Whitney has had surgery on both his knees in recent years and said that has hampered his training, but added he was at least pain free during the race.

"My pace was to run two minutes and walk one, I kept track of that all race and stuck to my plan 90 percent of the time," Whitney said. "I'm getting better. That was my plan. It actually distracts you looking at the watch. After doing this, hopefully I can step it up and get rid of the two-one. I got a horribly slow time, but I finished and now I have a base time to work with."

LaFave said she ran her first marathon in 2011 and Monday marked the 10th time she completed the distance in a race. She described the Boston Marathon as "iconic." Meanwhile, Whitney smiled and simply called the race and its atmosphere "Awesome."

"My dad's family all grew up in Massachusetts," LaFave said. "My grandmother grew up on Cambridge - a big Irish Catholic family with lots of siblings. She would tell me stories about how they would go onto an overpass and watch the runners. This was back in the 30s, and she would say 'Oh, we saw these 15 runners.' Now to think that there's 30,000 is huge."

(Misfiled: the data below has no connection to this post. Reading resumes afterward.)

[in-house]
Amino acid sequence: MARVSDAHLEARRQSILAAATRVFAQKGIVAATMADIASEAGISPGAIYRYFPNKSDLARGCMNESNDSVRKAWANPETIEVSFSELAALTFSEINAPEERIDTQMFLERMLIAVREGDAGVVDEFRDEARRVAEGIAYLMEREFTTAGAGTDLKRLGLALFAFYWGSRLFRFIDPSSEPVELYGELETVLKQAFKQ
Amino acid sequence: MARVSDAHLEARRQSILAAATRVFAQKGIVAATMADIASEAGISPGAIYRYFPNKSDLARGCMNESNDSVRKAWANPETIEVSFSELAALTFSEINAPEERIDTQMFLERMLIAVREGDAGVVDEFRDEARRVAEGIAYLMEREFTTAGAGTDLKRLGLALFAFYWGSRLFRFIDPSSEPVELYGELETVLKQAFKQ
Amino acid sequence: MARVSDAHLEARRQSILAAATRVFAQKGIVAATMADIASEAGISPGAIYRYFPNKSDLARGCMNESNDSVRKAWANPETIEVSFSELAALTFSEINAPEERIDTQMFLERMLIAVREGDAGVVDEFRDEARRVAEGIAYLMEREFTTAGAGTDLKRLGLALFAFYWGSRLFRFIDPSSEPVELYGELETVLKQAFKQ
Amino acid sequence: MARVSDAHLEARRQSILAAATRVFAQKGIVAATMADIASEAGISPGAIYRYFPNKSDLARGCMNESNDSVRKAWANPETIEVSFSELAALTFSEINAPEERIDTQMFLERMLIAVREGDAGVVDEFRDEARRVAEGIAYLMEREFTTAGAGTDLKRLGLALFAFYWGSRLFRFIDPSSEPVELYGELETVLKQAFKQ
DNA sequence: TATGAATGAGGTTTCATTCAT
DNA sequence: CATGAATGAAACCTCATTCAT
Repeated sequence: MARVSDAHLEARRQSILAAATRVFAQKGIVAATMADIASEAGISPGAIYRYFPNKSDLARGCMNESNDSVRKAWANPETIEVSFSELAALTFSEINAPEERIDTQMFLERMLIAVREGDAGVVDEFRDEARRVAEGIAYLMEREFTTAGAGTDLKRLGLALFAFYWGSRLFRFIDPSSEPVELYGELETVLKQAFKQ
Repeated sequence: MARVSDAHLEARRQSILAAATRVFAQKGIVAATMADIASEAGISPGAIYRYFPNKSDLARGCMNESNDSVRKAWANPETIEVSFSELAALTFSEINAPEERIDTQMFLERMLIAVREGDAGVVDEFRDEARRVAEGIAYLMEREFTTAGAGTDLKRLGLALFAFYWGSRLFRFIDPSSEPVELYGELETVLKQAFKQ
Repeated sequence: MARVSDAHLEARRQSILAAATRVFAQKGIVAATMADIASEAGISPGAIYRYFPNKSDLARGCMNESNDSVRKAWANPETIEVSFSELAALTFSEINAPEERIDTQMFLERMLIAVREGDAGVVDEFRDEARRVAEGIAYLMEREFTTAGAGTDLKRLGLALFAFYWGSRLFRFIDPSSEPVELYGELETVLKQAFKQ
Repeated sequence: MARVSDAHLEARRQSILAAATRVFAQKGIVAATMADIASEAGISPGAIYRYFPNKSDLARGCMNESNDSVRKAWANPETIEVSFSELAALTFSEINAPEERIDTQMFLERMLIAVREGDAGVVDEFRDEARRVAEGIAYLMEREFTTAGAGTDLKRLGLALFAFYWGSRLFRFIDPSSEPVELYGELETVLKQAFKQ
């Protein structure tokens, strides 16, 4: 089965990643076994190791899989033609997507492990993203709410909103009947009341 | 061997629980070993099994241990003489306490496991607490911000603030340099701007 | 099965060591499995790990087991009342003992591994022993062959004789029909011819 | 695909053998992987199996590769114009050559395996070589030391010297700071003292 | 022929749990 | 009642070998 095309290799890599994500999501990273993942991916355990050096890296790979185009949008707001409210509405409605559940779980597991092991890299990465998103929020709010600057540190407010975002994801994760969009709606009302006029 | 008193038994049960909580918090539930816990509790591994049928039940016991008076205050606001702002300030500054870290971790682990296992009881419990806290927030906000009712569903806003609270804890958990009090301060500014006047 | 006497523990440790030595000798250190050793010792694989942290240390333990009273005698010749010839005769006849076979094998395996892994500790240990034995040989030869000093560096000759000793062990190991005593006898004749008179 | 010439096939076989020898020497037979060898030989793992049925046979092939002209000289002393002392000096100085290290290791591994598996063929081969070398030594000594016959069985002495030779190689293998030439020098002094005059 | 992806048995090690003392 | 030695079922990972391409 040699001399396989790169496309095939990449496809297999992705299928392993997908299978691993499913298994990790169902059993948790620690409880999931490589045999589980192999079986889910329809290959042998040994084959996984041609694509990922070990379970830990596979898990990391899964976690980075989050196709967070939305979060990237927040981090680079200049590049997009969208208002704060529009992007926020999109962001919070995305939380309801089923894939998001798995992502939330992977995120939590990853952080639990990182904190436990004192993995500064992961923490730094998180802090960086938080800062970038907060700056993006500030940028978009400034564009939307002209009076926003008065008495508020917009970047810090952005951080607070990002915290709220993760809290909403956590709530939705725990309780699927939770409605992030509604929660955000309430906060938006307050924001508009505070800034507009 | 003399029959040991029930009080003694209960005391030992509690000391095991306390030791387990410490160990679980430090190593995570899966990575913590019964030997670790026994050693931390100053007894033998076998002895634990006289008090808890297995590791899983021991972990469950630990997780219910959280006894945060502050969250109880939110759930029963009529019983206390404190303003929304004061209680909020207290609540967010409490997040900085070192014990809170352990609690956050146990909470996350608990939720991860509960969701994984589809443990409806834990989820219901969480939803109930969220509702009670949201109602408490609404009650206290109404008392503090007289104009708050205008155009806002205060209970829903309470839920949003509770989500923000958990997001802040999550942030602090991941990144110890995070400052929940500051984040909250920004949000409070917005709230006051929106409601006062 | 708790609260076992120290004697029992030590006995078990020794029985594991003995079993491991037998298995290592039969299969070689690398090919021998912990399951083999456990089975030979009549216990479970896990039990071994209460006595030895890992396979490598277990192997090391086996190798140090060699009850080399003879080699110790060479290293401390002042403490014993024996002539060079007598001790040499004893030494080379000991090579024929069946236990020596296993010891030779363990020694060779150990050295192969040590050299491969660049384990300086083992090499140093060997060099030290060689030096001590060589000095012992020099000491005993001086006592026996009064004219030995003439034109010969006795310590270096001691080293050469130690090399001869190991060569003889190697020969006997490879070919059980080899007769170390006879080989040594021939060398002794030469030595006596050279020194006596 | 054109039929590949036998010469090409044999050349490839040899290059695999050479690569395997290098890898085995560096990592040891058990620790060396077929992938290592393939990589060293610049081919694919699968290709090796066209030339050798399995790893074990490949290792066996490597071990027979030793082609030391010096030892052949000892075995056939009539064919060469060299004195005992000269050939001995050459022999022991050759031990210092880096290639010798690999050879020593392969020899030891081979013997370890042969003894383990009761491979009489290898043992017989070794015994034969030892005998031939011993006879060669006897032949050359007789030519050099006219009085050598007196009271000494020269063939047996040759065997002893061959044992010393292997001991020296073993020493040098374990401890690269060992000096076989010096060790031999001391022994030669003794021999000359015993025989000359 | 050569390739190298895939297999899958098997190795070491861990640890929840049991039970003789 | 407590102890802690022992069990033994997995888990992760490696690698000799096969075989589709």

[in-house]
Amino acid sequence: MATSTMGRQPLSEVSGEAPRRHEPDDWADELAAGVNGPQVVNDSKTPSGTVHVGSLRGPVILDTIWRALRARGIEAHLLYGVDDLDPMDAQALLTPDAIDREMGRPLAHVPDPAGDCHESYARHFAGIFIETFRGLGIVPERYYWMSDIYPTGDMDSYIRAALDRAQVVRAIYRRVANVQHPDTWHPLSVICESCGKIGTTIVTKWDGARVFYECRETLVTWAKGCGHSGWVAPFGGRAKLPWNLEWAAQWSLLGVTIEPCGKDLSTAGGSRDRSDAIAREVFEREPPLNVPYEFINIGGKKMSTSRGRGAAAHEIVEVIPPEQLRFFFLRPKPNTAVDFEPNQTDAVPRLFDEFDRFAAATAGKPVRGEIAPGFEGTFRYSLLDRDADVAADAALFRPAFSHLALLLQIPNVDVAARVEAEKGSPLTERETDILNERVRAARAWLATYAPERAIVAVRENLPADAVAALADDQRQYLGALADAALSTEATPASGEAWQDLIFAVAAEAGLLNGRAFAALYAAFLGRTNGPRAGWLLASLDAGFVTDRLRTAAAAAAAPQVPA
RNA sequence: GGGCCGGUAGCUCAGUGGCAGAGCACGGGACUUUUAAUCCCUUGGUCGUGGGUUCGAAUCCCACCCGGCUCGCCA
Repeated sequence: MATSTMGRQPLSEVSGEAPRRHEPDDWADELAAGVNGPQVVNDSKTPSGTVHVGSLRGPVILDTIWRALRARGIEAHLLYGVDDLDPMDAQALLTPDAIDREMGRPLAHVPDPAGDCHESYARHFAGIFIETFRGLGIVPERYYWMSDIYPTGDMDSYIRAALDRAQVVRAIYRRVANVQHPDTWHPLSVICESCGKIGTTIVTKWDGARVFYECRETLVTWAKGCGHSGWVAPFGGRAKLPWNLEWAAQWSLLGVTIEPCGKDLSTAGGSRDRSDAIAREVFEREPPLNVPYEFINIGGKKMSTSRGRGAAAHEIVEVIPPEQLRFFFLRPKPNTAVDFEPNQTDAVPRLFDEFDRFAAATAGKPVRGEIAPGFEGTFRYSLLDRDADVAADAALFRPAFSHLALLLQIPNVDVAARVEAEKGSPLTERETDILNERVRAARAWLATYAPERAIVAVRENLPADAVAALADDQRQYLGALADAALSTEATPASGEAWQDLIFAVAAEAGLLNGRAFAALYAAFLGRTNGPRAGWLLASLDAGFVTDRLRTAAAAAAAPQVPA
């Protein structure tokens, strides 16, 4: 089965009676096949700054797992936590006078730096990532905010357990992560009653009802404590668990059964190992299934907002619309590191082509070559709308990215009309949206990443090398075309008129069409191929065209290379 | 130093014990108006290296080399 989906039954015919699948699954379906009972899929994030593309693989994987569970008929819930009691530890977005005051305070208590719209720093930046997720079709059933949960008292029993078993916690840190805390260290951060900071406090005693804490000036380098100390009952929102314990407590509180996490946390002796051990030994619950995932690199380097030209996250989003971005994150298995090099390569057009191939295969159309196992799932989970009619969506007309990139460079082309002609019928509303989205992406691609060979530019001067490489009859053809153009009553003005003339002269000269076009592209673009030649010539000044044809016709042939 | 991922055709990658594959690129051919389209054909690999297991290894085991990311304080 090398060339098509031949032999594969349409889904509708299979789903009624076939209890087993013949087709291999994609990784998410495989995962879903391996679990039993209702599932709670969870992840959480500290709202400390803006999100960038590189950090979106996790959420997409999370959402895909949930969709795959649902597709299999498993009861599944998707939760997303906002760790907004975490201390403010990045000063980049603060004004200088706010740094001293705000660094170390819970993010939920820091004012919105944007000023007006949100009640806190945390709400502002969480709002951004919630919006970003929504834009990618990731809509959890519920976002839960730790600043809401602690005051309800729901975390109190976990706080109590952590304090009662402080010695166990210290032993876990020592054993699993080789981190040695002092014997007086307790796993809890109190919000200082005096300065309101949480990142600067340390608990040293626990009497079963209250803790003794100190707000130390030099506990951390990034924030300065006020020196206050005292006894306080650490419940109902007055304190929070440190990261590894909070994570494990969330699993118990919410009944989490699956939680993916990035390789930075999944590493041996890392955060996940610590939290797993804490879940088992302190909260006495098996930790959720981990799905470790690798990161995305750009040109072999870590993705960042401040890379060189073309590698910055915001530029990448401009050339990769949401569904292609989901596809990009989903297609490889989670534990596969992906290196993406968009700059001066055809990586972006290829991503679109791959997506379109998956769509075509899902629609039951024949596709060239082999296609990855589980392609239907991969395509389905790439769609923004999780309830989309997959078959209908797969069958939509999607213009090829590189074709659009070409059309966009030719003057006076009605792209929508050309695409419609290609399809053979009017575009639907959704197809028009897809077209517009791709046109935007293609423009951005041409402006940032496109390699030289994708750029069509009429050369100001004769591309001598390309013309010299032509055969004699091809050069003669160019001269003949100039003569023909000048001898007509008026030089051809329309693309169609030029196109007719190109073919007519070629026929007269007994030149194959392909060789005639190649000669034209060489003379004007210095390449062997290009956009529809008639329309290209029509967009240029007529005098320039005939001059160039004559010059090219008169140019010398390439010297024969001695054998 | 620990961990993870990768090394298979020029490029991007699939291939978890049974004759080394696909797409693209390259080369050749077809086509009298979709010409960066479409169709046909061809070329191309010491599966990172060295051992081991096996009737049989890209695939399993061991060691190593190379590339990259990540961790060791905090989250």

In addition to loving marathons, Whitney and LaFave are also active triathletes. They both plan to be in the field when the Ironman 70.3 triathlon takes place in Lake Placid in September.

While LaFave and Whitney appeared as prepared for the wet day as much as they could be, Davis may have experienced the opposite fate. Running for the first time in Boston, Davis said he didn't realize what waited in store at the staging area. He did know however, that it wasn't a day conducive for setting any speed records, which in part led to a finish time of 3:59:11, which was well off a faster result he would have posted in favorable conditions.

As it turned out, Davis said he ran step for step alongside his father Mike, who was also making his first appearance in the Boston Marathon.